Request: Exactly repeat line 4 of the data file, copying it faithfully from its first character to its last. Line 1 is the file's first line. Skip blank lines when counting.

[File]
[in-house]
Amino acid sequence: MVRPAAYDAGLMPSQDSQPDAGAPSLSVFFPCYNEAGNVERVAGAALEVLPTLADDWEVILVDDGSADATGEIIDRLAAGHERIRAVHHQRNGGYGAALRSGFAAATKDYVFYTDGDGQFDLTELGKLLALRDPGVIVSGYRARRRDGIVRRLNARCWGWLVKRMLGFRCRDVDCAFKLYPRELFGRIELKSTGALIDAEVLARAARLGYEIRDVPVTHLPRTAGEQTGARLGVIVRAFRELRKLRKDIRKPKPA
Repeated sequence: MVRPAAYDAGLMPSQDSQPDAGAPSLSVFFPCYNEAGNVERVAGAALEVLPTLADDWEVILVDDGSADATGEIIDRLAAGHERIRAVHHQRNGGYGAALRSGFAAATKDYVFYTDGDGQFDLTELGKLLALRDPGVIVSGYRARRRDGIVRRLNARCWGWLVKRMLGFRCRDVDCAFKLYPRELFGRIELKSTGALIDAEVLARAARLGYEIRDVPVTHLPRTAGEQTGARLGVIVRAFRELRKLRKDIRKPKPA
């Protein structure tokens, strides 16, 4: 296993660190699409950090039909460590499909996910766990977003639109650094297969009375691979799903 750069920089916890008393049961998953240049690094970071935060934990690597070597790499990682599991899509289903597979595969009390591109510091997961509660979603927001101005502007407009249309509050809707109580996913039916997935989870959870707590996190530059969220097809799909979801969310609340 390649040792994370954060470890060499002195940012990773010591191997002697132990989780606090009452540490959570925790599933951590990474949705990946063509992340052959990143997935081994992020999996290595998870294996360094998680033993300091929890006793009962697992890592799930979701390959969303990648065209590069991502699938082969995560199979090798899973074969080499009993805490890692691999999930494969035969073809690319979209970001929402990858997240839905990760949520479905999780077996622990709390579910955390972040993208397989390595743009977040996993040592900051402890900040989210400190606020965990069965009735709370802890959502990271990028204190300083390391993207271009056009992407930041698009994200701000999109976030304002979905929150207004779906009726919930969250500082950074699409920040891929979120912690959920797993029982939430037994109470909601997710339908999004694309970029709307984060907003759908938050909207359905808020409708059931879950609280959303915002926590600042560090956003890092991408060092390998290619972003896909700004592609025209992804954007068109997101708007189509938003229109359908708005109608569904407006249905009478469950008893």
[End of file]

């Protein structure tokens, strides 16, 4: 296993660190699409950090039909460590499909996910766990977003639109650094297969009375691979799903 750069920089916890008393049961998953240049690094970071935060934990690597070597790499990682599991899509289903597979595969009390591109510091997961509660979603927001101005502007407009249309509050809707109580996913039916997935989870959870707590996190530059969220097809799909979801969310609340 390649040792994370954060470890060499002195940012990773010591191997002697132990989780606090009452540490959570925790599933951590990474949705990946063509992340052959990143997935081994992020999996290595998870294996360094998680033993300091929890006793009962697992890592799930979701390959969303990648065209590069991502699938082969995560199979090798899973074969080499009993805490890692691999999930494969035969073809690319979209970001929402990858997240839905990760949520479905999780077996622990709390579910955390972040993208397989390595743009977040996993040592900051402890900040989210400190606020965990069965009735709370802890959502990271990028204190300083390391993207271009056009992407930041698009994200701000999109976030304002979905929150207004779906009726919930969250500082950074699409920040891929979120912690959920797993029982939430037994109470909601997710339908999004694309970029709307984060907003759908938050909207359905808020409708059931879950609280959303915002926590600042560090956003890092991408060092390998290619972003896909700004592609025209992804954007068109997101708007189509938003229109359908708005109608569904407006249905009478469950008893």